Apple has already released the best iPhone of 2020, but now millions of iPhone owners – both old and new – need to be careful because the company has just confirmed a massive iOS security hole which impacts almost every iPhone on the planet.

Following the publication of a devastating report from ZecOps (covered here by Forbes), which claimed that every iPhone running a version of iOS 6 or newer is vulnerable to remote attacks, Apple has now confirmed the problem is real.


So what are we dealing with? What ZecOps discovered is a serious vulnerability in Apple’s iOS Mail app which allows an attacker to remotely infect an iPhone and gain control over their inbox. In addition, not only did ZecOps find that the attacks can happen without an iPhone owner’s knowledge but they have been happening for more than two years, with the first attack subsequently detected back in January 2018.

And there’s a further kicker: ZecOps found that the attacks are easier to perform on iOS 13 than previous generations of iOS. For example, ZecOps explains that with iOS 12, an attacker requires the iPhone user to open a malicious email. But with iOS 13, it can be triggered unassisted simply from the Mail app being opened in the background.


Apple iPhone 11, iPhone 11 Pro, iPhone 11 Pro Max, iOS security, iOS update, iOS 13,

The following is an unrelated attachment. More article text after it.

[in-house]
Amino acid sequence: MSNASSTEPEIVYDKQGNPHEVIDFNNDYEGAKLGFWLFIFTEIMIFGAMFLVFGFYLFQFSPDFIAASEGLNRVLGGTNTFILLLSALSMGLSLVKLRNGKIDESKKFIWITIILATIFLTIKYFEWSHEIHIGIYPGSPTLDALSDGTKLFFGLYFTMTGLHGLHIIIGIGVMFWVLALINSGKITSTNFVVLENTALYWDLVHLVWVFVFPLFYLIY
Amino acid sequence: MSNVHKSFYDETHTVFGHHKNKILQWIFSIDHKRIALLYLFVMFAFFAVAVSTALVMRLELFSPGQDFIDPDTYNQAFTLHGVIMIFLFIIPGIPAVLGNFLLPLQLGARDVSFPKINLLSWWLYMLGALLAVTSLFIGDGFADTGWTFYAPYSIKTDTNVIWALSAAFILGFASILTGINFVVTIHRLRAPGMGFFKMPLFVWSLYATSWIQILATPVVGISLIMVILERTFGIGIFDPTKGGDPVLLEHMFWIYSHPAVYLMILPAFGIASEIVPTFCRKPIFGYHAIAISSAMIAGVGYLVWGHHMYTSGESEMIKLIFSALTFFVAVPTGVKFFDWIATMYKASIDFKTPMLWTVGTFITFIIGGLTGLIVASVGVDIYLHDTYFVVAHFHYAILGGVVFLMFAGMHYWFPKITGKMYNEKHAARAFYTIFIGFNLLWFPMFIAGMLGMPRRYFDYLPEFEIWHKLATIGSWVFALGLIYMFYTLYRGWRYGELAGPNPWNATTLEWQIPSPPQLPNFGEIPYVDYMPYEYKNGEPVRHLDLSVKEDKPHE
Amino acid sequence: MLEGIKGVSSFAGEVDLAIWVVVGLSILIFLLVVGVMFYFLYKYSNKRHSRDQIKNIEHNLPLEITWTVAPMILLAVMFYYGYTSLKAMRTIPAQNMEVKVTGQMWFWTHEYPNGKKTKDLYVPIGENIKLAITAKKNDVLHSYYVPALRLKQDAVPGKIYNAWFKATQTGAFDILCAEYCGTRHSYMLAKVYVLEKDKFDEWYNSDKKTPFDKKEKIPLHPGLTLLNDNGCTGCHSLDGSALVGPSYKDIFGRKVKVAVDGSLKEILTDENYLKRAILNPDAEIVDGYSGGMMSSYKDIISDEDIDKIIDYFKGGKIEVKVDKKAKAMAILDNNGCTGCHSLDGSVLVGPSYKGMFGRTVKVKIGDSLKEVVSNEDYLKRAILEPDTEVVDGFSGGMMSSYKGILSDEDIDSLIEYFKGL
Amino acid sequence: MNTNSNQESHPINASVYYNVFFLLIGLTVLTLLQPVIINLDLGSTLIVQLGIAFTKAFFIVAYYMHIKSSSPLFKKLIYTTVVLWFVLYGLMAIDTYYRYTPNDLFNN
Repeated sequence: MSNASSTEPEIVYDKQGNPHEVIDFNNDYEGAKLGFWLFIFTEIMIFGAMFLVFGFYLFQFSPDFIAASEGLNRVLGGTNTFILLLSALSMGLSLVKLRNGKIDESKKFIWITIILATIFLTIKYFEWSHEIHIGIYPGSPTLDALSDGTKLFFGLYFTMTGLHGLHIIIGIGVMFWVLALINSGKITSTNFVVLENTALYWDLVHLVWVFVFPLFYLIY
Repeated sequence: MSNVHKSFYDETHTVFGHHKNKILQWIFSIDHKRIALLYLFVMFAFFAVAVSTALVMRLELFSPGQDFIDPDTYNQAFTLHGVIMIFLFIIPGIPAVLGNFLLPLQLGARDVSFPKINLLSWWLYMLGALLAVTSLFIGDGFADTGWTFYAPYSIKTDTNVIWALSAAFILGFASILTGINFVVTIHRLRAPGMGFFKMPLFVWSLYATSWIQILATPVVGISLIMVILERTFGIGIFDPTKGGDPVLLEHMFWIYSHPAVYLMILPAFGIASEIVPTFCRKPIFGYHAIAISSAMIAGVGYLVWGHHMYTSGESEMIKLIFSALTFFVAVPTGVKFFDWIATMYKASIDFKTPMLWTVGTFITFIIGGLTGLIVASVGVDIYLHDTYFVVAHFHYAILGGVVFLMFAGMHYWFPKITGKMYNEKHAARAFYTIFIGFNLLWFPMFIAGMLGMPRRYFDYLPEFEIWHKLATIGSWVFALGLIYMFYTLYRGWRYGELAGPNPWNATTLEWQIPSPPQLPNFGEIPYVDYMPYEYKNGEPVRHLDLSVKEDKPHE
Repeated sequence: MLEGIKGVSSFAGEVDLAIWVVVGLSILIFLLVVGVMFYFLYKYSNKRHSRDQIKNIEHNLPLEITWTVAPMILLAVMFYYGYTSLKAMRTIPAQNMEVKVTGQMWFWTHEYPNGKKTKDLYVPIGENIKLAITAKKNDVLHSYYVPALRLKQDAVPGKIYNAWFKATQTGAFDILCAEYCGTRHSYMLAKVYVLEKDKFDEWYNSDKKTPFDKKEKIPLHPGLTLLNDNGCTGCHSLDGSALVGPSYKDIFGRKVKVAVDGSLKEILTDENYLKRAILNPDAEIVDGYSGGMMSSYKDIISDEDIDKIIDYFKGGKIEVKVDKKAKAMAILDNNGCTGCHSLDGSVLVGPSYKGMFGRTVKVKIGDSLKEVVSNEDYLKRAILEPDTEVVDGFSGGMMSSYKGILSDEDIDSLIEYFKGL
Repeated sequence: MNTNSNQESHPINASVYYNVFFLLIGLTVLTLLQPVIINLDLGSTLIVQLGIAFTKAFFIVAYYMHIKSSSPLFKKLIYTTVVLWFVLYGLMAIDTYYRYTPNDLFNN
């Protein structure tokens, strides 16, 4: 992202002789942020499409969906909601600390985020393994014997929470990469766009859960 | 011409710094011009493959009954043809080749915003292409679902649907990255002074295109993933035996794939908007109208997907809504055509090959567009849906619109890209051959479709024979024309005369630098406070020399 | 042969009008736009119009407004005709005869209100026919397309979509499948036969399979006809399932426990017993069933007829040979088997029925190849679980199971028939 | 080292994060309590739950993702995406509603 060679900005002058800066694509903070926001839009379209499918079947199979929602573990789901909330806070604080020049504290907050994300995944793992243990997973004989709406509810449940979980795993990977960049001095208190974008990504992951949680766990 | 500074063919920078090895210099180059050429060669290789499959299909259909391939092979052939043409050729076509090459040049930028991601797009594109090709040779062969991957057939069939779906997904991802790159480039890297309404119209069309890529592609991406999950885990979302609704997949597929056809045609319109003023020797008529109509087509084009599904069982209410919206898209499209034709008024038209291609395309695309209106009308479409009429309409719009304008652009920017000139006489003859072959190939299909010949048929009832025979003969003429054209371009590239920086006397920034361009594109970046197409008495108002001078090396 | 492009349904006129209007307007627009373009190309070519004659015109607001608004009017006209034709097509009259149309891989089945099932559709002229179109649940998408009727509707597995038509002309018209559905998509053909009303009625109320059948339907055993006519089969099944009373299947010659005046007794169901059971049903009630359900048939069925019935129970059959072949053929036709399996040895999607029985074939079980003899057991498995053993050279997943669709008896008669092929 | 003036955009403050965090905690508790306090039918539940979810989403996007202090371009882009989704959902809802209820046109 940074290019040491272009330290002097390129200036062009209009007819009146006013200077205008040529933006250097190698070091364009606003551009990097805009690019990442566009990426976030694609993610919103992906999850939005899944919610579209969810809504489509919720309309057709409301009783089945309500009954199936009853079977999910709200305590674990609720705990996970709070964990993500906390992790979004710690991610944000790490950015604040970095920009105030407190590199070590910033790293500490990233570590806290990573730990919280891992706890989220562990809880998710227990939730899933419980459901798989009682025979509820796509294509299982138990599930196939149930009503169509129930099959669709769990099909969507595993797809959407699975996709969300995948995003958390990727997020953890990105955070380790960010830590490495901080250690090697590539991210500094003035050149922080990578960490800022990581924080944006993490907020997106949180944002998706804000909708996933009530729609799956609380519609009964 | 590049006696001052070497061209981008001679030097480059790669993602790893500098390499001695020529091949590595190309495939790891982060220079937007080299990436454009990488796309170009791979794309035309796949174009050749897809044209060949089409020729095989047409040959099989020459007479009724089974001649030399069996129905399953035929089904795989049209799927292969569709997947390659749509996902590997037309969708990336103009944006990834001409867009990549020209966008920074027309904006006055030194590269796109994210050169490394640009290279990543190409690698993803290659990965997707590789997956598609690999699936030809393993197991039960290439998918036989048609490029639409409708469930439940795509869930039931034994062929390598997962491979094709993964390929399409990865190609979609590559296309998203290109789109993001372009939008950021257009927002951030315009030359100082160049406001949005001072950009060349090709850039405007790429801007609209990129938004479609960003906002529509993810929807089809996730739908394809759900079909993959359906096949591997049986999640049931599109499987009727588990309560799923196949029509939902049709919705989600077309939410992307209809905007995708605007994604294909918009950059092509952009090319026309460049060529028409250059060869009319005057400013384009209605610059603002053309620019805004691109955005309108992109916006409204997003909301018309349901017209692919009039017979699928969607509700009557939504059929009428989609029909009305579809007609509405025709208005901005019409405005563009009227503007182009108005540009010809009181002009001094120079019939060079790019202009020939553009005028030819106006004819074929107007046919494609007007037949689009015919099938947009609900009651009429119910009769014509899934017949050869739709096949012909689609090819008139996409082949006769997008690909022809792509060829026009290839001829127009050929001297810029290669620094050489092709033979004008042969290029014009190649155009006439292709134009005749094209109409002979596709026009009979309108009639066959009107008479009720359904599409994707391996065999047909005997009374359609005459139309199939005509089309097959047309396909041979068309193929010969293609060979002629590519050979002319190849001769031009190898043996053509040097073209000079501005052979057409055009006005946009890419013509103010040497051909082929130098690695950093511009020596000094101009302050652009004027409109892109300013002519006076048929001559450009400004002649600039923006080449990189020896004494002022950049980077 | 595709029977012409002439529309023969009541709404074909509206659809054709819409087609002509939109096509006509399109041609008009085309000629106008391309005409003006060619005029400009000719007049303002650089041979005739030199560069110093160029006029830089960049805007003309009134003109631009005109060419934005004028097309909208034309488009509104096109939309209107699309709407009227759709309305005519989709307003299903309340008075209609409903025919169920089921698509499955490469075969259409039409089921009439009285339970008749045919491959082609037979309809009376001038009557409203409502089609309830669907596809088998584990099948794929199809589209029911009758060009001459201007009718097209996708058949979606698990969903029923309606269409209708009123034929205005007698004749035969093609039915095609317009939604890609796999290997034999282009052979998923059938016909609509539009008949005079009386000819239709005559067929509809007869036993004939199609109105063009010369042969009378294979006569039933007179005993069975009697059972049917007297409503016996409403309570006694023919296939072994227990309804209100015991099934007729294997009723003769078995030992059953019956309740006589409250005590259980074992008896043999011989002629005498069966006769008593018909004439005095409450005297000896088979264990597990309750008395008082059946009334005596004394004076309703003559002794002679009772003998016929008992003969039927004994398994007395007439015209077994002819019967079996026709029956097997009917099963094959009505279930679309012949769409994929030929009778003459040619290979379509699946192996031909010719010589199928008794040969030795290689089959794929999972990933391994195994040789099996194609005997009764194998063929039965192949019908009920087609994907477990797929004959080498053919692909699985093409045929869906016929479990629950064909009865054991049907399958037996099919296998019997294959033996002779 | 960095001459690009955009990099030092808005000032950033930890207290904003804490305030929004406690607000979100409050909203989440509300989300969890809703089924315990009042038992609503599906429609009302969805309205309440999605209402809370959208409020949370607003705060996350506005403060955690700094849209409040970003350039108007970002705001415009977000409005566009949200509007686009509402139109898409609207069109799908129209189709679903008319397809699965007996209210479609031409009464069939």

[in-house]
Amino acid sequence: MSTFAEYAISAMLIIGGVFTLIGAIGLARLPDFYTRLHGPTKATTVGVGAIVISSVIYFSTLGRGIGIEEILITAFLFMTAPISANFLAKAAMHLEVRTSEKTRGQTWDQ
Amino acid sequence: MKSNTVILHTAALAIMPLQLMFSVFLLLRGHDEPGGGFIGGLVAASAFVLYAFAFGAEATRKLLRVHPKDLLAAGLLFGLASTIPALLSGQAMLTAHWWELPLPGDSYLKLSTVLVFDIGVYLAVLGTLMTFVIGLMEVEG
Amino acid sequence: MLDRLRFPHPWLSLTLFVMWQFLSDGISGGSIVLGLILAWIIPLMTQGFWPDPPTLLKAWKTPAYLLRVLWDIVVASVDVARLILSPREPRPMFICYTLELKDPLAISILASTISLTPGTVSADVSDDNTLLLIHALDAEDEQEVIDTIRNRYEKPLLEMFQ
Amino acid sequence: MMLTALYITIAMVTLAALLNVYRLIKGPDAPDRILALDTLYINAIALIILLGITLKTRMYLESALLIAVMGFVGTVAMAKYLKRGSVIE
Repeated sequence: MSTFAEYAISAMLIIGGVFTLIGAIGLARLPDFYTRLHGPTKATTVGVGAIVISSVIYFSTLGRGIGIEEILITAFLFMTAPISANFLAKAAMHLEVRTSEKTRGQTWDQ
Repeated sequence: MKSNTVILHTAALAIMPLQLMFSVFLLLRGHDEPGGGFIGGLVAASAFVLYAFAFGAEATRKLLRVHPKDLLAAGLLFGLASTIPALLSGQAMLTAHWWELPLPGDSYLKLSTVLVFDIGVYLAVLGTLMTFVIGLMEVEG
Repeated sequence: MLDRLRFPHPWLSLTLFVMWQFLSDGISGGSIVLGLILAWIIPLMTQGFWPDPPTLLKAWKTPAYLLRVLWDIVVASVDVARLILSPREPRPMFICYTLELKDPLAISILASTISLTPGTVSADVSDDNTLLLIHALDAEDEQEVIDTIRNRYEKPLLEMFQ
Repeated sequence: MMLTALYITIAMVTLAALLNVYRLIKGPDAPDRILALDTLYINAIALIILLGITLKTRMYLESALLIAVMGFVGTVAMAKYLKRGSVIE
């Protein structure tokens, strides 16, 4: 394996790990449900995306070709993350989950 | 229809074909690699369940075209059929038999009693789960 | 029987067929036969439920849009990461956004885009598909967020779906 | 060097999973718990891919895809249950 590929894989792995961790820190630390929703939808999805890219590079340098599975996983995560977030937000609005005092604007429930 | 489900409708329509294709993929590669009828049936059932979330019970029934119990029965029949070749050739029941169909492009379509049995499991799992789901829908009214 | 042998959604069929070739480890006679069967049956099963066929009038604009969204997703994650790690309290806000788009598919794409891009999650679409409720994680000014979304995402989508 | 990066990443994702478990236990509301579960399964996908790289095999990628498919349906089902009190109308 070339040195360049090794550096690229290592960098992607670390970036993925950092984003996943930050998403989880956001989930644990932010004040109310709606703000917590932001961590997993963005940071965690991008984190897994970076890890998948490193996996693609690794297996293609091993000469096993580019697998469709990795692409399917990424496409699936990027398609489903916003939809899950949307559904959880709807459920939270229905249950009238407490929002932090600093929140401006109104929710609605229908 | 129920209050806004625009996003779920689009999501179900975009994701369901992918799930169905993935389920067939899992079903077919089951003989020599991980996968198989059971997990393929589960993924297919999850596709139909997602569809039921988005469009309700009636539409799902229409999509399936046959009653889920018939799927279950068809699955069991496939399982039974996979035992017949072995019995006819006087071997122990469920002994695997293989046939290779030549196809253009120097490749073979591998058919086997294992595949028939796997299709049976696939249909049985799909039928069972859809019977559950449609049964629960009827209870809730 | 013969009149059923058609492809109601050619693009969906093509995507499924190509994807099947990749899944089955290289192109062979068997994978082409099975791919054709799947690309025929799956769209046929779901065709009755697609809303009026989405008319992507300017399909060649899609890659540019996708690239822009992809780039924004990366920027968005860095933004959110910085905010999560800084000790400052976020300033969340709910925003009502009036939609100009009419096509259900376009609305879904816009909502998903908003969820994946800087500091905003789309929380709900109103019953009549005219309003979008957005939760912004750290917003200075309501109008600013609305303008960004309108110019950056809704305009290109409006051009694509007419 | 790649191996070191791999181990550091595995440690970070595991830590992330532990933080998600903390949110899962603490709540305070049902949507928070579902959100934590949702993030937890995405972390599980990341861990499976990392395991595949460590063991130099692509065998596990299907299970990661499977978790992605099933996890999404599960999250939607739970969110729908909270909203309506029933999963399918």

ZecOps has issued this infographic highlighting[+]
ZECOPS
The good news? Apple has confirmed to Vice that it has managed to patch the vulnerability in the latest iOS 13.4.5 beta and it looks like the company will now accelerate its release (with iOS 13.4.1 the previous update, it appears that Apple will now be skipping some digits unless it pushes out a dedicated iOS 13.4.2 release instead).

Until then, ZecOps states that there are two ways to stay safe: disable the Mail app (Apple has a guide here) and use a third-party app instead. Notably, it found both Outlook and Gmail are not vulnerable to the exploit so there’s no need to bury your iPhone in a box and drop it in the sea.

That said, none of this hides the fact that a serious exploit running through eight iOS generations (iOS 6 was released in September 2012) is eye-opening. It also means that almost every iPhone in use today (Apple claims 1.5 billion active devices of which iPhones make up the majority) is impacted. This is because iOS 6 was released for all iPhones other than the original (released 2007) and it’s successor, the iPhone 3G.

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